MOVING FROM THE CITY BLUES
So a client and good friend confesses to me last week that after being in NJ for two years, he is finally getting used to it and feeling more positive and upbeat. He, like most of us in Montclair, Glen Ridge, Maplewood/South Orange, and other Essex County towns are NYC transplants - those who discovered that trying to fit ourselves and children into our 800 square foot 2 bedroom apartments in Brooklyn was cruel, both to them and us! So we look west to the Garden State, and discover that the American Dream is available in dutch colonial form on lots of 60x150, and if you are lucky, a family room on the first floor...and oh, those hardwood floors...gotta love that!
My husband dragged me kicking and screaming out here several years ago - after dealing with arbitrary fits of "subway rage" on the 1 train, and having a moment where I "outcrazied a crazy" on the streets, Raf decided he had had enough, and that it was time to find some space and to feel some grass under our toes before I ended up on NY1 as a tragically amusing headline story. We made the move out to Maplewood, NJ, to Plymouth Avenue, a street that some might objectively call "the NICEST street in the world." You may think I am exaggerating for effect, but really only slightly - on the day our two 24-ft trucks pulled up to the house, neighbors emerged from picturesque red doors and from behind trim rows of evergreen hedges to welcome us with smiles, stories and a variety of nut-free, glutenless confections. It was overwhelming - we couldn't understand why they were being so NICE. What did they want from us? Was this a cult? Some more crunchy version of the Stepfords? I was intrigued, but wary.
Fall rolled into winter, and 3 months of bitter cold and snow kept most people indoors, and I fell prey to the winter glumness that many feel seasonally. I spent my days working long hours, trapped indoors during the precious daylight hours, and trudging through the filthy winter streets of NY, where I was still working at Bellevue Hospital (yeah, that's a cheerful place). I started to feel isolated from my friends, most of whom were still in the city. I missed Central Park and the zoo, Ollie's Noodle House, the Museum of Natural History and the bustle of the theatres in Times Square. I was depressed enough that I began to look at apartments in NYC again - thinking maybe we needed a little city studio for all those nights I would work late and need to meet friends and colleagues for dinner or drinks...or what about that romantic weekend in the city we could have once a month, rigtht? huh? sound good? I was planning my grand return to urban fabulousness, much to my husband's chagrin. He made me a wager - if I still felt this way after 1 whole year, we would consider moving back to the city. I knew this was a bet that I would win...after all, I never lose.
Well, it's a bet I lost. One early spring afternoon, I looked out my window and saw something for the first time....new sun that is indescribably bright - perhaps because your eyes had grown accustomed to the greyness of winter. Kids rode their bikes in the street and cars drove slowly past and waved. Neighbors emerged from their houses, magically pregnant and with new haricuts to herald the arrival of spring! It turns out the park across the street was a weekend magnet for little league games and spontaenous local soccer matches, with a tennis court to boot for all to use (well, I only used it once - let's not get into my ankle-twisting clumsiness on the court...ahem). It took a little bit for us to let our guards down, but by the time they asked me to tag along for a dinner trip to Bunny's Pizzeria in South Orange with a group of families on the block, I was hooked. These people were friendly, and I wanted more.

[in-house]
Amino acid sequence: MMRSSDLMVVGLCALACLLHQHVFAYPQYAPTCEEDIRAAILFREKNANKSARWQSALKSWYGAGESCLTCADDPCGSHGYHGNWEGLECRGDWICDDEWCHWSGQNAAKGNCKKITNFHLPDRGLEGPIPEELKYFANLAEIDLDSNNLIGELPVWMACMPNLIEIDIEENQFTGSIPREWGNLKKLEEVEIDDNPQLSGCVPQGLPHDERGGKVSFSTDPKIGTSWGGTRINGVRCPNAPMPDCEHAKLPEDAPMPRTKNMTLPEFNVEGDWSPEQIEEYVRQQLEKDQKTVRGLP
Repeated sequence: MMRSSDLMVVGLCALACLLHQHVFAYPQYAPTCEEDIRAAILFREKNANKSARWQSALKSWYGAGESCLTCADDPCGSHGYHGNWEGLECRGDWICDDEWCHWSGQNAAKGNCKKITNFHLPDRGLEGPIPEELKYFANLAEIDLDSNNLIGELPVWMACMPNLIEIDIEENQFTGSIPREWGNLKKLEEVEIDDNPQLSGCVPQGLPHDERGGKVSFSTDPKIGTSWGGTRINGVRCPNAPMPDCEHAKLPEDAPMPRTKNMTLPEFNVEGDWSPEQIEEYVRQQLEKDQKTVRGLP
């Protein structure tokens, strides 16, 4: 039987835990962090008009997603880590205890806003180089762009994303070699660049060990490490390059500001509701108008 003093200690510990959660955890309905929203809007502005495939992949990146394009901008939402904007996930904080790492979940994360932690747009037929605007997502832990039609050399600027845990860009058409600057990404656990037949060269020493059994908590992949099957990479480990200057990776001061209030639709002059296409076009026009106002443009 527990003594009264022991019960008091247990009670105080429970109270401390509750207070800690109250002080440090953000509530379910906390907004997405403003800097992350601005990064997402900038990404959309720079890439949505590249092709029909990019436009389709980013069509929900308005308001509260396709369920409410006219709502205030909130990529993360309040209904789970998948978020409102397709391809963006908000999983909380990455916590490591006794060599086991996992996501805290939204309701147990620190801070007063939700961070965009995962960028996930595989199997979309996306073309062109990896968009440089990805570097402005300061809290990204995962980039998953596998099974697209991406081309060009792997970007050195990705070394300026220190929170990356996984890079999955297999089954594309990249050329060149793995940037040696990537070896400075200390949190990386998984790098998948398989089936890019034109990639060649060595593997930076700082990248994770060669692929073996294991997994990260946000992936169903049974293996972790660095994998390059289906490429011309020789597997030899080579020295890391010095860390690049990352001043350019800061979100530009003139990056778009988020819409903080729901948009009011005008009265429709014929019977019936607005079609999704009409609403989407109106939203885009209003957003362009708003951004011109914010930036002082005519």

Getting involved with the neighborhood association, getting involved in the Preschool at Sharey Tefilo and even joining the public library are all things that have helped me to find my roots in this community. I've made wonderful new friends and am looking forward to a post-holiday regifting potluck next weekend - there'll be lots of new people to meet there, and I can't wait to pawn off this really silly electronic gadget that we got from a cheap uncle who seems to think I am a teeage boy (I am sure one of the dads will love it). So now I enjoy the Turtleback Zoo in West Orange and get my noodle soup at Cafe 88 in Livingston. I get my culture from the Newark Museum and Montclair Art Museum, and music or theatre I want, I get from the South Orange Performing Arts Center or the Papermill Playhouse in Millburn. I can't wait for my son to play Little League, and moms night out at Diva Lounge in Montclair in February is on my calendar...woo hoo, bring on the multi-coloured girly drinks! Oh, and Central Park? Who needs Central Park when I can swing from a hammock under the giant, ancient maple trees in my backyard? My husband was right...I just had to give it a chance...
PS - we got rid of the studio.
Nancy S. Chu, The Baldwin Dream Team, REMAX Village Square, Upper Montclair, NJ
Essex County is Our Neighborhood - Musings of a Young Mom in Real Estate - Entry #1 (1/17/2009)